I’m a B2B Company, Should I Be Using Pinterest?
Every time a new media channel emerges, gains popularity and shows data on reaching people and potentially driving revenue, everyone wants a piece of the pie. A B2C company might not have to think twice about joining Pinterest, but what about B2Bs? What if your product is “services” – does it make sense for you to use Pinterest to reach your target market?
Well let me ask you this: Does your company have anything to do with the following?
If the answer is “no,” read on.
The allure of Pinterest from a Web marketing perspective, and one of its main selling points for B2Bs is to drive traffic to your site (and then hopefully convert community members into clients someday – right?).
While we can’t argue the value of social, we also know it’s not always directly related to the bottom line; so it would seem reasonable that Pinterest could be yet another avenue to reach and connect. But, money is on the table.
It’s takes resources to build a social strategy, a community and to keep it up well. Sure, you can “try” something to see how it works, but without a clear goal in mind, without a mapped out path and without knowing who you are talking to and why, those “try and see” efforts will cost you.
There’s a lot of businesses trying a lot of creative things on Pinterest, so there’s certainly potential. But before you dive in, explore the following questions:
- Why are you interested in making Pinterest a part of your social strategy? Have a clear answer before you proceed.
- Is your target market using Pinterest? Check out the demographics before making a decision.
- Are you willing to put the time, money and resources into creating great visuals people will want to share and integrating those into your site and content strategy? If the answer is no, you’ll likely just blend in with the crowd.
Get to Know the Pinterest User Demographics
First things first: You need to know if the millions of people who use Pinterest each day are even remotely close to becoming a client of yours. Well, let’s take a look. According to Google’s DoubleClick Ad Planner data, Pinterest’s demographics are as follows:
- Female dominated by more than 80 percent.
- The majority (39 percent) earns between $25,000 to $49,999 annually.
- Dominant age group is 39 to 44 at 29 percent.
- Sixty-one percent has “some college” education.
- Interests in order of affinity include fashion designers and collections; gifts, fashion and style; crafts, gifts and special event items; fiber and textile arts; blogging resources and services [that one was interesting to me]; interior design; hobbies and leisure; and homemaking and interior décor.
- The sites that Pinterest users also visit in order of affinity are Chef-in-Training.com, SixSistersStuff.com, FoodGawker.com, SkinnyTaste.com, TeachersPayTeachers.com, TipJunkie.com, ApartmentTherapy.com, Blogs.Babble.com, Twitter.com and ThePioneerwWoman.com.
If any of these demographics sound like they could be your target market, then you may have a starting point here for ideas. I’m a big fan of looking for creative ways to engage before throwing the idea out the window altogether.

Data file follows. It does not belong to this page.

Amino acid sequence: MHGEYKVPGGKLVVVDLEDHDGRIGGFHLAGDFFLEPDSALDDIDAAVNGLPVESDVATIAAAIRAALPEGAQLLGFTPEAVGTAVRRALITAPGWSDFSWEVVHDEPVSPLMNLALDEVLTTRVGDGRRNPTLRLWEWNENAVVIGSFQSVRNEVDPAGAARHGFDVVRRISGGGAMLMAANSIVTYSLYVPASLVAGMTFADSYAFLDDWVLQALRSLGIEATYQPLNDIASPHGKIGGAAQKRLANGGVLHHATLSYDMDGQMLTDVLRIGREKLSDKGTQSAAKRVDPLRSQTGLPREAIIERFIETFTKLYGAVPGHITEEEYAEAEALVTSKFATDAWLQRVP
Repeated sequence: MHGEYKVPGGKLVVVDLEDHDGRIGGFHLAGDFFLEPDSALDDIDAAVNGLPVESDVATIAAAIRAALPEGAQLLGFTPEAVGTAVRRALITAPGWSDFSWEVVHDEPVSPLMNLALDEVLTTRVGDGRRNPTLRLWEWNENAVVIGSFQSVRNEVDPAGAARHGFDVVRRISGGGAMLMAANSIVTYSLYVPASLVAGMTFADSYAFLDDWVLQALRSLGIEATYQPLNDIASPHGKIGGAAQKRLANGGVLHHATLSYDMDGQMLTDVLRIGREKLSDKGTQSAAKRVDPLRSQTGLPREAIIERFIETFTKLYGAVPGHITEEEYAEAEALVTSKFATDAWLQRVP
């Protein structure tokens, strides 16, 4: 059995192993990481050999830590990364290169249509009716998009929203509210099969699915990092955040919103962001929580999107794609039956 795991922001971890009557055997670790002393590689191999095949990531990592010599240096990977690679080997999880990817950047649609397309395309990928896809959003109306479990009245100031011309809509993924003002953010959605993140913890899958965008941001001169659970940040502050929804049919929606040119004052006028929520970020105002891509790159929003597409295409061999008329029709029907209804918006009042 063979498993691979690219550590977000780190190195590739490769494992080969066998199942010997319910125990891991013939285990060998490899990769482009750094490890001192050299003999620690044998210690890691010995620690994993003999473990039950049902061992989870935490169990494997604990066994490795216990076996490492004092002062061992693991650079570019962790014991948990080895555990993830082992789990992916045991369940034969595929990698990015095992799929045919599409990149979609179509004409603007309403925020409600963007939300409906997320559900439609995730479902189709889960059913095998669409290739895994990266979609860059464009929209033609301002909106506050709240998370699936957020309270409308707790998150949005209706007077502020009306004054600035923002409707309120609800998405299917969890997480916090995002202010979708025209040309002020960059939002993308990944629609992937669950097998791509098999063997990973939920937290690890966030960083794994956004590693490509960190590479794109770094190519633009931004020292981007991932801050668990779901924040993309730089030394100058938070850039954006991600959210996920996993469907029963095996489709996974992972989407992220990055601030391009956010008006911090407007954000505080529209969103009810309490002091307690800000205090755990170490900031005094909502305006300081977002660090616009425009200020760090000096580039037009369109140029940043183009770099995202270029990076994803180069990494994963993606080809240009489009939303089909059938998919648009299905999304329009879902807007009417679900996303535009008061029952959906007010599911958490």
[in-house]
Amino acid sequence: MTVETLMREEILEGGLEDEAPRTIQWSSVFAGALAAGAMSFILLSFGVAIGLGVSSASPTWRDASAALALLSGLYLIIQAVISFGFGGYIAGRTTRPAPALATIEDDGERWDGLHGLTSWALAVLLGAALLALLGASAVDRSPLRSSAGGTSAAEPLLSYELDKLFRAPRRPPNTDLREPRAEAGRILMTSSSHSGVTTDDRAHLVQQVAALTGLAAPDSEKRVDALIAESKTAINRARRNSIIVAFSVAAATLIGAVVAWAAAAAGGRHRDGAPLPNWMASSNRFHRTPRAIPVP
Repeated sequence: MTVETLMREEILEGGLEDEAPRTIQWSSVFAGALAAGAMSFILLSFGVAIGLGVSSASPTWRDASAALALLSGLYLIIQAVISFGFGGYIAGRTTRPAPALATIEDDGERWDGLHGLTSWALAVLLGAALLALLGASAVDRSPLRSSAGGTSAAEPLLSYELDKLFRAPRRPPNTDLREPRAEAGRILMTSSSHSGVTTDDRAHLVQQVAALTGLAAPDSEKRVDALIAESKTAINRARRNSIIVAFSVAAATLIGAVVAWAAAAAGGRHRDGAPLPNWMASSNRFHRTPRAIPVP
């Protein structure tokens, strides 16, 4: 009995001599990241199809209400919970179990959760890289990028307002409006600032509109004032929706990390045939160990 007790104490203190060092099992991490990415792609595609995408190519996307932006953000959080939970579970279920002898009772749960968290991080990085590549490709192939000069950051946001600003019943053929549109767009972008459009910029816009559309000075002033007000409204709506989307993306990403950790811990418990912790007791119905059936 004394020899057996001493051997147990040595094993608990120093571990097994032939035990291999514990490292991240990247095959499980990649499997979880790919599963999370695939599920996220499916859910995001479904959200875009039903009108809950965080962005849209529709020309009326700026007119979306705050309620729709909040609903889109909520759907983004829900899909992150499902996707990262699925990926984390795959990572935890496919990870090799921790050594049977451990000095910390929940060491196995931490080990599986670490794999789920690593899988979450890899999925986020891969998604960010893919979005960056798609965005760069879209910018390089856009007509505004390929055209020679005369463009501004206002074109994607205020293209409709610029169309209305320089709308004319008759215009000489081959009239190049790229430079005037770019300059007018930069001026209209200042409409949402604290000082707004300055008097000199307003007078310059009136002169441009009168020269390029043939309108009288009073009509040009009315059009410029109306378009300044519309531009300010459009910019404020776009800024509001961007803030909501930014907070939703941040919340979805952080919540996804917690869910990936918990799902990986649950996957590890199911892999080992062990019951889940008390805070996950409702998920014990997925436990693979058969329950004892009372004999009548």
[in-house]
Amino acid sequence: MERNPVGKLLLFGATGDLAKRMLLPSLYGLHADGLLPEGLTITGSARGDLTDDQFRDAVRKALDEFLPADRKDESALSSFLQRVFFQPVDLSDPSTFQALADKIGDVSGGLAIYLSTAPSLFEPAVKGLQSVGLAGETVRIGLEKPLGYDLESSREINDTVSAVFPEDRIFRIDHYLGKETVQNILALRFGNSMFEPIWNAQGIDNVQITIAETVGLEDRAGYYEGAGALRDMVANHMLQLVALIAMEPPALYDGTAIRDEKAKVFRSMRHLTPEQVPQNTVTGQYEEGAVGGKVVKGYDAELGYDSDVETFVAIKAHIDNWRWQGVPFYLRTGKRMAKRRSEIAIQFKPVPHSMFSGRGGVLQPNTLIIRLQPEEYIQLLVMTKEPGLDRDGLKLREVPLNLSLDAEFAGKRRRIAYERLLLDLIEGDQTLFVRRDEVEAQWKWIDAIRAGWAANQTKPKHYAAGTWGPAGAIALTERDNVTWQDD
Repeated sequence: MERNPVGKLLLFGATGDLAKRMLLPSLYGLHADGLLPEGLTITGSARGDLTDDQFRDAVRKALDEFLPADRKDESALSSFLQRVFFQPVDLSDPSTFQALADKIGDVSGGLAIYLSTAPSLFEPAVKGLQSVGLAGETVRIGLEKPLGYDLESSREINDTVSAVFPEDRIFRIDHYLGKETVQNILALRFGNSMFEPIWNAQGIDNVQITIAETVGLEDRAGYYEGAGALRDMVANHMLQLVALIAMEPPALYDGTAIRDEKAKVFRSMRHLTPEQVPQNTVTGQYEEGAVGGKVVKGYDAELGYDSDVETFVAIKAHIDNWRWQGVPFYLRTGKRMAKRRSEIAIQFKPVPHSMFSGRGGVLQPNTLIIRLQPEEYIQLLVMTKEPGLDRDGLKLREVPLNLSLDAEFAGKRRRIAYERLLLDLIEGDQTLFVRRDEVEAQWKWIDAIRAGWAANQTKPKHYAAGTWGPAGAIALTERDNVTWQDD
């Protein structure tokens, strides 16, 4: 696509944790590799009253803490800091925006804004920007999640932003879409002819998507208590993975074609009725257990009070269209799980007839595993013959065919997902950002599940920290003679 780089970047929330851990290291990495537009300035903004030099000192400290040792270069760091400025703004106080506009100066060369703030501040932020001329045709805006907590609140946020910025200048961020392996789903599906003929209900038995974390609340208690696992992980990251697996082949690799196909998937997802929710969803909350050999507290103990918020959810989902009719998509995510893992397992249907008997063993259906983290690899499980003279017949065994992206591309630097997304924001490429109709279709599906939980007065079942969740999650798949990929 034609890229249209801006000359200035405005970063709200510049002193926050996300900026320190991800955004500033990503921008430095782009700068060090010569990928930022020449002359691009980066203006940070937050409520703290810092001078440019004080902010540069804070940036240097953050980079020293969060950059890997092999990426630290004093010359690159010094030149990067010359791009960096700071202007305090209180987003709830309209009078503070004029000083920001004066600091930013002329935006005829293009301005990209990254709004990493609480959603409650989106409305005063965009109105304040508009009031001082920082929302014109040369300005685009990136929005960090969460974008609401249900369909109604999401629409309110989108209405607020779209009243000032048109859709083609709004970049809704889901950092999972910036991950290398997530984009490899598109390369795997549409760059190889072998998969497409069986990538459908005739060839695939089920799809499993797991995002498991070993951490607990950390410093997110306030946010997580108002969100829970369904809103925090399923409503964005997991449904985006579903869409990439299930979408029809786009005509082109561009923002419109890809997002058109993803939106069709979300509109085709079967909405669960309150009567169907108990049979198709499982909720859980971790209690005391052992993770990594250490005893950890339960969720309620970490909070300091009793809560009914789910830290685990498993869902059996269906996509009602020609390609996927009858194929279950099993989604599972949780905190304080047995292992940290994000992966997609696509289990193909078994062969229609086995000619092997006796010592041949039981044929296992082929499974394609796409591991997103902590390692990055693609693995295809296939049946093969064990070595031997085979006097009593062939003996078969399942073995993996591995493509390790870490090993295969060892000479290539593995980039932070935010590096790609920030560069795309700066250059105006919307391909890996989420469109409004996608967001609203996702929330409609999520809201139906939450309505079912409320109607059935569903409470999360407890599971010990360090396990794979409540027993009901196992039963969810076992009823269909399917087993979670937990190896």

Do some research on what others in your space are doing (if any) and how they’re doing it. You can also check out Pinerly, launching soon, which is a Pinterest dashboard that promises to make discovering ways to connect and managing efforts on Pinterest much easier. Could be good for research.
If none of these demographics speak to your brand, you have to ask yourself, What are we expecting to get from Pinterest? If the immediate answer is “traffic to our site,” you’re not putting the user’s best interest at heart and you’ll likely fall flat.
If the only other good answer is “brand recognition,” you have to ask if any of these people could become a client someday or might recommend you for services to someone they know – sounds like kind of a stretch, eh? If brand recognition is your saving grace for using Pinterest, your efforts may be better spent in another community that houses people who are more interested in the services and ideas you want to share.
OK, I Want My Company to Try Pinterest. What Next?
One thing is for certain: If you’re going to be joining Pinterest as a B2B, and are hoping that your content is viewed and shared, you better have some really creative ideas with some amazing visuals that people will want to pin and repin.
And since your website will be the main focus of where you want to draw people into, here’s a couple other things to consider with regards to being ready for Pinterest integration:
- Have engaging visuals in the content of your site that people want to pin. Make sure it highlights your expertise while adding something creative and of value to the Pinterest community. Remember, the content surrounding your visuals will need to be relevant, too.
- As always, quality content is key. I’m not just talking about the awesome visual you just made for your site to entice people in; I’m talking about the content on the page and the rest of the site — that’s what’s going to keep them there.
- Make sure your site is set up for conversions once the user lands on the page. This means whatever it is that you want to happen once the user gets to your site. Set goals and make sure you’re tracking them to see if you are getting the results you want from Pinterest traffic.
- Publicize your presence on Pinterest through the badge code it provides. Just like any other social medium you have, promote it as many places as you can online and offline.